However, Pigott’s discovery got published only when read before the Royal Society in London on January 11, 1781, while Bode’s was published during 1779 and Messier’s in late summer, 1780. Pigott’s discovery was more or less ignored and recovered only by Bryn Jones in April 2002! (May the good Mr. Pigot know that he was remembered here and his reports placed first!!)

Messier 64, the Black Eye Galaxy. Credit: Miodrag Sekulic

So how did it get the name “Black Eye Galaxy”? We have Sir William Herschel to thank for that: “A very remarkable object, much elongated, about 12′ long, 4′ or 5′ broad, contains one lucid spot like a star with a small black arch under it, so that it gives one the idea of what is called a black eye, arising from fighting.” Of course, John Herschel perpetuated it when he wrote in his own notes:

“The dark semi-elliptic vacancy (indicated by an unshaded or bright portion in the figure,) which partially surrounds the condensed and bright nucleus of this nebula, is of course unnoticed by Messier. It was however seen by my Father, and shown by him to the late Sir Charles Blagden, who likened it to the appearance of a black eye, an odd, but not inapt comparison. The nucleus is somewhat elongated, and I have a strong suspicion that it may be a close double star, or extremely condensed double nebula.”

Locating Messier 64:

Locating M64 isn’t particularly easy. Begin by identifying bright orange Arcturus and the Coma Berenices star cluster (Melotte 111) about a hand span to the general west. As you relax and let your eyes dark adapt, you will see the three stars that comprise the constellation of Coma Berenices, but if you live under light polluted skies, you may need binoculars to find its faint stars. Once you have confirmed Alpha Comae, star hop approximately 4 degrees north/northwest to 35 Comae. You will find M64 around a degree to the northeast of star 35.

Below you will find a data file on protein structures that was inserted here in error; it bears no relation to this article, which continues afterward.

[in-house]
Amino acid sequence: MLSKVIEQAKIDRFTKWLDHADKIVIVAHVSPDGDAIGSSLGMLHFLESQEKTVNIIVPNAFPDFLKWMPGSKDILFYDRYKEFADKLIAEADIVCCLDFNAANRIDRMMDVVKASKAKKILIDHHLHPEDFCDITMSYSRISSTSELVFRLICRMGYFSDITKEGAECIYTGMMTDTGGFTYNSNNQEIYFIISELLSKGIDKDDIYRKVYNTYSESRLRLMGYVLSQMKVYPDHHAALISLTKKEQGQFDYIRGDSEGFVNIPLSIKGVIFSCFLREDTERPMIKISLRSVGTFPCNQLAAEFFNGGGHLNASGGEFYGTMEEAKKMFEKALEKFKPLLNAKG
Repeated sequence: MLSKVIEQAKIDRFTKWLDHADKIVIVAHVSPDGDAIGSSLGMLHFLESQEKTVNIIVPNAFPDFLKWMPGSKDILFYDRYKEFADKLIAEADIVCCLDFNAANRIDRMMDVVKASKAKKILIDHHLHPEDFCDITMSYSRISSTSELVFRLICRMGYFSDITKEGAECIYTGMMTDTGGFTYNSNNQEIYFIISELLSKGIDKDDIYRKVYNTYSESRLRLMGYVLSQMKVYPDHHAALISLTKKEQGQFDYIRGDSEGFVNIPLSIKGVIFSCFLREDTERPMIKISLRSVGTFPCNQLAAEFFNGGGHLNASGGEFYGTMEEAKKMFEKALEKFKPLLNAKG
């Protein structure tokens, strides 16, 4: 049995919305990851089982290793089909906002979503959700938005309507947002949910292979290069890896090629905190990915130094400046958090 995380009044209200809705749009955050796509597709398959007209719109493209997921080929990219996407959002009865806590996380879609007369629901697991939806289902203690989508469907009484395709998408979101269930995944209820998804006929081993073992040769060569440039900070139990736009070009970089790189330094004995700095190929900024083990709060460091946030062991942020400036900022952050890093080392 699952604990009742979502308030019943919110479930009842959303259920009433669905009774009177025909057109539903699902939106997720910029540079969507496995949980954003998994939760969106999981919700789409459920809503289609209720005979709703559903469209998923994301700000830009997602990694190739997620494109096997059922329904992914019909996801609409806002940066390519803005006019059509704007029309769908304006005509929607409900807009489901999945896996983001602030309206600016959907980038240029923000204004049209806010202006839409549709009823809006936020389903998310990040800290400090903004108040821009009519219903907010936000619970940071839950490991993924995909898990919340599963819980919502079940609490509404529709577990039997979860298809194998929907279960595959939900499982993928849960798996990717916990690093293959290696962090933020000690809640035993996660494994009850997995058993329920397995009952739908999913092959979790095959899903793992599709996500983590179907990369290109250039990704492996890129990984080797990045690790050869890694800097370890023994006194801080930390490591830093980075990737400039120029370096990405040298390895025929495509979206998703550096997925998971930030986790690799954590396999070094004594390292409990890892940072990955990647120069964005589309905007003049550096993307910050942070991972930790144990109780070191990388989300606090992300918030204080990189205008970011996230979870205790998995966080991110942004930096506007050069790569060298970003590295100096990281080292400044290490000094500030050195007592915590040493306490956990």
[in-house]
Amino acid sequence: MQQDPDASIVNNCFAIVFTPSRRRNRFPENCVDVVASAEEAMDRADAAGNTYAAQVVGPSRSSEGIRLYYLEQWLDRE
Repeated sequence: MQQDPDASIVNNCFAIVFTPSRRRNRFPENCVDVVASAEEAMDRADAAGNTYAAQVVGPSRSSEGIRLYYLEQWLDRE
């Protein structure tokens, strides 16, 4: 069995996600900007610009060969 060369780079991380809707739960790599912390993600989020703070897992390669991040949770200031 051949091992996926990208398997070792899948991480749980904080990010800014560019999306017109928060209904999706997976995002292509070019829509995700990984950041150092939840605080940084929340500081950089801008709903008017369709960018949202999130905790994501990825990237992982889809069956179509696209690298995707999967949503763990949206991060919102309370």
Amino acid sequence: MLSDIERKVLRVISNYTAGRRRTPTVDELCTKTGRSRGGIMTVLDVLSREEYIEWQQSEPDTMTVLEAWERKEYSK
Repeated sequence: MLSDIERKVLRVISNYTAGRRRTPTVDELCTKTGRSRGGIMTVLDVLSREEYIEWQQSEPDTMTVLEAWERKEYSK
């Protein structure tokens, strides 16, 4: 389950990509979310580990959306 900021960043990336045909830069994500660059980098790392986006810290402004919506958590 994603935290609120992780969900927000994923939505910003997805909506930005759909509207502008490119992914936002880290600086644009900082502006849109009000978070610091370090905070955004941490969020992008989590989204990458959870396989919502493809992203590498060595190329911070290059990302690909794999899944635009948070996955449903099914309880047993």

While Messier 64 is binocular possible, it will require very dark skies for average binoculars and will only show as a very small, oval contrast change. However, in telescopes as small as 102mm, its distinctive markings can be seen on dark nights with good clarity. Don’t fight over it… There’s plenty of dark dustlane in this Sleeping Beauty to go around!

The location of Messier 64 in the Coma Berenices constellation. Credit: IAU/Sky & Telescope magazine (Roger Sinnott & Rick Fienberg)

And here are the quick facts on this Messier Object to help you get started:

Object Name: Messier 64
Alternative Designations: M64, NGC 4826, The Black Eye Galaxy, Sleeping Beauty Galaxy, Evil Eye Galaxy
Object Type: Type Sb Spiral Galaxy
Constellation: Coma Berenices
Right Ascension: 12 : 56.7 (h:m)
Declination: +21 : 41 (deg:m)
Distance: 19000 (kly)
Visual Brightness: 8.5 (mag)
Apparent Dimension: 9.3×5.4 (arc min)

We have written many interesting articles about Messier Objects here at Universe Today. Here’s Tammy Plotner’s Introduction to the Messier ObjectsM1 – The Crab Nebula, and David Dickison’s articles on the 2013 and 2014 Messier Marathons.

Be to sure to check out our complete Messier Catalog. And for more information, check out the SEDS Messier Database.